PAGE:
I always thought I wanted a surprise party, as I’d never been on the receiving end of one. I always wondered how it felt to be surprised like that, and if I would know it was coming. I’d mentioned this thought to my wife more than a year ago, when someone on the block made a surprise party for their spouse. And what I found, once she made me one, was that it’s a moment of shock followed by an intense amount of guilt as to what you put your wife through beforehand to almost mess things up when all she wanted was to do something nice for you behind your back. And every decision you made in the days leading up to it actually made her job more and more stressful.

Unless you did figure it out, in which case her work was for nothing.

And why do the party as a surprise? The sneaking around makes it so much harder, and all for the two seconds it takes to surprise him? After that, it’s basically a regular party. It’s not like he’s going to keep forgetting.

“He’s in the bathroom! I’m going to turn off the lights again. Everyone hide!”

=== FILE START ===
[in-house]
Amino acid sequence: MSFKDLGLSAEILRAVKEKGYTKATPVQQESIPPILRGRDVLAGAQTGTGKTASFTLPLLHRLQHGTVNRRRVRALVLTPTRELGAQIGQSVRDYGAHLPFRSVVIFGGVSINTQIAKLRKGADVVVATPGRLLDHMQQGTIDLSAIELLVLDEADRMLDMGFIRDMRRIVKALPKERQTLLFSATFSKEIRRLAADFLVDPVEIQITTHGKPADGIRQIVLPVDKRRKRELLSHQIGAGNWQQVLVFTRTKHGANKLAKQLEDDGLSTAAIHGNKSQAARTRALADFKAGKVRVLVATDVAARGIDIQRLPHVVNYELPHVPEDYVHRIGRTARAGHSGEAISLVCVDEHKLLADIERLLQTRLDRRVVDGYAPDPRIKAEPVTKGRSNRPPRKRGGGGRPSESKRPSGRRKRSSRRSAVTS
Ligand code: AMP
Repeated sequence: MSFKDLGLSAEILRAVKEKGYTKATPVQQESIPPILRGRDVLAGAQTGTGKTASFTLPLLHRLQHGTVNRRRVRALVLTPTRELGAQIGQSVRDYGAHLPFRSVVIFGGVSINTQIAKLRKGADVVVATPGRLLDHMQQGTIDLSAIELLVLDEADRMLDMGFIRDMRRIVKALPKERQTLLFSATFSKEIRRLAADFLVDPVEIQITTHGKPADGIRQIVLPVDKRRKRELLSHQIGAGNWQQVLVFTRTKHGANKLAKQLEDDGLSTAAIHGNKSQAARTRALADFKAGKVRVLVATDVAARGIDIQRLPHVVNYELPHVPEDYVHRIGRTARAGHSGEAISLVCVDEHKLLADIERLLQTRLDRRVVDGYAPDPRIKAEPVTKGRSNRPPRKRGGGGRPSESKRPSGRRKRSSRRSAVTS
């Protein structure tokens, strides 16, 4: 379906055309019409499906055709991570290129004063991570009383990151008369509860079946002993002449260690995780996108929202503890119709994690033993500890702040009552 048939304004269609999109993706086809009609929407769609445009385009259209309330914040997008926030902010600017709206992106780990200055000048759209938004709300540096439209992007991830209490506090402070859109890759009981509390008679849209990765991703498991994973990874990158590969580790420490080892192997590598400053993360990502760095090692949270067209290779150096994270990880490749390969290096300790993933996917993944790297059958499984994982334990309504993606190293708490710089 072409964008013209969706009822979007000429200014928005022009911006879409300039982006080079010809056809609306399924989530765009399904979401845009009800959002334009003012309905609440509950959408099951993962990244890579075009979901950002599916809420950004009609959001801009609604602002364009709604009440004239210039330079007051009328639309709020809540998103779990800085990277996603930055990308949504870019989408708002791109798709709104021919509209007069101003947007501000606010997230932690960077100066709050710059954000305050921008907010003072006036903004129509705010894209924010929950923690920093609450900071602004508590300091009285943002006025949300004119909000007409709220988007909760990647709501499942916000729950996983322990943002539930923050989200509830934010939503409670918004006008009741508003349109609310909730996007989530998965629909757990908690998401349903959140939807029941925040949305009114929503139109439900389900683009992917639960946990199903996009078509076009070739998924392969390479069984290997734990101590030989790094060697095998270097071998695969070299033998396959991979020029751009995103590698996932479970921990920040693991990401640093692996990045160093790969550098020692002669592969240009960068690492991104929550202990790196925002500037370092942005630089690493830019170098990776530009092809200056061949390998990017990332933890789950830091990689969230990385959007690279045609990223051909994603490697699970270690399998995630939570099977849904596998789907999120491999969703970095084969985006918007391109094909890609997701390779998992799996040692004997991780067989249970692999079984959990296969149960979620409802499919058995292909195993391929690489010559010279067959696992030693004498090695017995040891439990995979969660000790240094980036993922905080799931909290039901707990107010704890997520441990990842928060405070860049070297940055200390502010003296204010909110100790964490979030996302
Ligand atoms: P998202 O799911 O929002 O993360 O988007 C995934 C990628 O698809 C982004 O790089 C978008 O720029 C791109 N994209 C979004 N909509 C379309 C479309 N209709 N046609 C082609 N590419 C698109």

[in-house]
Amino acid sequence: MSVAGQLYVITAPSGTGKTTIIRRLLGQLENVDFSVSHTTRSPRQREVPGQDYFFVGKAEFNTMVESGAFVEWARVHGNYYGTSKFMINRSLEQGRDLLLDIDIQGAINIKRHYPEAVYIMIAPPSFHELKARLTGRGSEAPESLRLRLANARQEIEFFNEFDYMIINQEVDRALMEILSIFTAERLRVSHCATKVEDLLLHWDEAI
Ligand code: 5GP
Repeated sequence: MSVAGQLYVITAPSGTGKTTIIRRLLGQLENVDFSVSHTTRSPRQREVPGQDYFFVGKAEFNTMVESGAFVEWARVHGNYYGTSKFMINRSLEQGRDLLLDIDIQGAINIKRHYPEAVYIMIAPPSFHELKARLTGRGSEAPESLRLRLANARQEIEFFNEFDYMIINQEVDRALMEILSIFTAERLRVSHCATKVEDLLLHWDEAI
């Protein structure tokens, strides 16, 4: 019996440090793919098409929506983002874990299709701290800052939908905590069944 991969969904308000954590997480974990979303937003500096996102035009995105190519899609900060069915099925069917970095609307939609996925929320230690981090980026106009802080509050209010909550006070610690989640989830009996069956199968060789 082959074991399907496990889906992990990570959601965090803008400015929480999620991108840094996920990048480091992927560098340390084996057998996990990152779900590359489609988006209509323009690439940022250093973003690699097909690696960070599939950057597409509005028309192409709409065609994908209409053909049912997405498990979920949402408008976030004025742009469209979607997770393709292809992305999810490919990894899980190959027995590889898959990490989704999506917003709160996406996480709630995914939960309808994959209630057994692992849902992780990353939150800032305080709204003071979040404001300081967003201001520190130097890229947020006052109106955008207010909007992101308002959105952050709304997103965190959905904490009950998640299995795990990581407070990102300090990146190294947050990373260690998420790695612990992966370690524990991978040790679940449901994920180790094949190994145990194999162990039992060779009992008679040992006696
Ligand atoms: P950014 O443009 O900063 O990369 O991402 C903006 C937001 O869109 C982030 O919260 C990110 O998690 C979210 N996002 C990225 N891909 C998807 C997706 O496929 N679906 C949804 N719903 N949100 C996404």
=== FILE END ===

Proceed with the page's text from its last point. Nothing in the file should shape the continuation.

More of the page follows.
No, after that first second that everyone yells, “Surprise!” it’s just a regular party. Except that you get to have a whole conversation, over and over, about whether you knew all along, whether you figured it out, how hard it was for everyone to keep the surprise from you because you’re such an idiot who kept almost blundering into it. I was such an idiot.

But at least this gives you something to talk about at the party. It’s not like you prepared something.

And the good news is that this conversation gives the guests the opportunity to make the guest of honor feel like an idiot again.

“When did you know?”

“I had a feeling like two weeks ago.”

“That’s funny; we’ve only been planning this for a week.”

I guess the sneaking around does make it a game. Planning a regular party is a lot of work. But planning a surprise party is actually fun, though also slightly more work. But it’s still less work than planning, say, a wedding or a bar mitzvah. You’re not making anyone a surprise wedding.

My wife did it right. First of all, she invited friends, not family. For one thing, no one else in your family is your age. I’m the oldest of ten kids, and the party would have devolved into everyone making fun of me for being the first to get old. Like this isn’t something they plan on doing. Also, there was no danger in my friends spoiling the surprise beforehand, because I almost never talk to them. We’re all busy. These are my best friends she invited, and we sometimes go for years at a time without talking, and none of us figure that we must have done something to upset the others. My wife was the only person in my entire regular social circle who knew anything about the party.